The latest cairo port does not support accelerate composition, nor does 
it support hardware based primitive drawing. I think FireFox cairo d2d 
backend can be a good reference in the primitive drawing. However, 
accelerated composition seems to be more complicated because all 
resources I can find is the source code under graphics/ca where Apple 
have implemented the accelerated composition. Is there any document can 
help better understand the details? Thanks.<br>
<br>With Regards,<br><a href="mailto:vizshala@gmail.com" target="_blank">vizshala@gmail.com</a><br><br><div class="gmail_quote">2011/8/22 Ariya Hidayat <span dir="ltr"><<a href="mailto:ariya.hidayat@gmail.com">ariya.hidayat@gmail.com</a>></span><br>
<blockquote class="gmail_quote" style="margin:0 0 0 .8ex;border-left:1px #ccc solid;padding-left:1ex;"><div class="im">> Is it possible we apply this rule to a more general web page, like the way<br>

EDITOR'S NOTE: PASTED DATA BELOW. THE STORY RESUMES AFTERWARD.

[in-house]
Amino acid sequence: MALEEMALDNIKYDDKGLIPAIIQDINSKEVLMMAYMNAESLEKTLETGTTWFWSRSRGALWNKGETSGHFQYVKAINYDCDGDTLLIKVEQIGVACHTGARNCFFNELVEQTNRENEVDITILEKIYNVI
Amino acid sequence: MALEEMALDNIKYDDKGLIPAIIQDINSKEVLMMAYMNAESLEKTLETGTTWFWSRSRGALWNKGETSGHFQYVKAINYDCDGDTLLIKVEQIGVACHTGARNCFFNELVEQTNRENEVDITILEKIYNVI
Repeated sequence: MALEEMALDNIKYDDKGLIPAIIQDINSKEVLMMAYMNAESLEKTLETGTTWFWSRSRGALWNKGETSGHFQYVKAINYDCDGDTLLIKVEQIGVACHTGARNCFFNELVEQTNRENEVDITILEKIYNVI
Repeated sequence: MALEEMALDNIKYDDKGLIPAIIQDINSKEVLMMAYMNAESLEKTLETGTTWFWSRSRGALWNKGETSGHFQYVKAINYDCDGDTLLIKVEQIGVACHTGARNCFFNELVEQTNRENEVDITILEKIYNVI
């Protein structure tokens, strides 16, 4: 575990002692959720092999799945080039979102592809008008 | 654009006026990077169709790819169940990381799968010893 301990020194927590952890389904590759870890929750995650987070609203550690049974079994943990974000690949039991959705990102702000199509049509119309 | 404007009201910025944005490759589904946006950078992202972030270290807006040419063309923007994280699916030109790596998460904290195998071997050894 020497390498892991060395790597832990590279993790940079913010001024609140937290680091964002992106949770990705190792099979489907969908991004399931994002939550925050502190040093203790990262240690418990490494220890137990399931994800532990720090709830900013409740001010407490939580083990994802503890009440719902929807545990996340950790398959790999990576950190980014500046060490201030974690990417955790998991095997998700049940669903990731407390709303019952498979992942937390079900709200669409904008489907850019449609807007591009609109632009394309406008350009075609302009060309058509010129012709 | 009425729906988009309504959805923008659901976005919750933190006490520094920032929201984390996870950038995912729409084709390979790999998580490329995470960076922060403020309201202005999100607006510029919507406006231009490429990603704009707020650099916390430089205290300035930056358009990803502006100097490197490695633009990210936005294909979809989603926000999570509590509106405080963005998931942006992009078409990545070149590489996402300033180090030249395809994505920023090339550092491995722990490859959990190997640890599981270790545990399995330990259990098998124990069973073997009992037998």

> similar to what FireFox has adopted by using Direct2D on Windows port.<br>
<br>
</div>Yes, this is usually taken care at the platform graphics stack which a<br>
certain port is using. CoreGraphics, Skia, Qt's QPainter, and Cairo<br>
all have support (sometimes through a defined back-end) for<br>
hardware-accelerated primitive drawing.<br>
<br>
Some stuff I have written about this subject:<br>
<a href="http://www.sencha.com/blog/understanding-hardware-acceleration-on-mobile-browsers/" target="_blank">http://www.sencha.com/blog/understanding-hardware-acceleration-on-mobile-browsers/</a><br>
<a href="http://ariya.ofilabs.com/2011/06/your-webkit-port-is-special-just-like-every-other-port.html" target="_blank">http://ariya.ofilabs.com/2011/06/your-webkit-port-is-special-just-like-every-other-port.html</a><br>
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--<br>
Ariya Hidayat, Passionate Technologist<br>
<a href="http://ariya.ofilabs.com" target="_blank">http://ariya.ofilabs.com</a><br>
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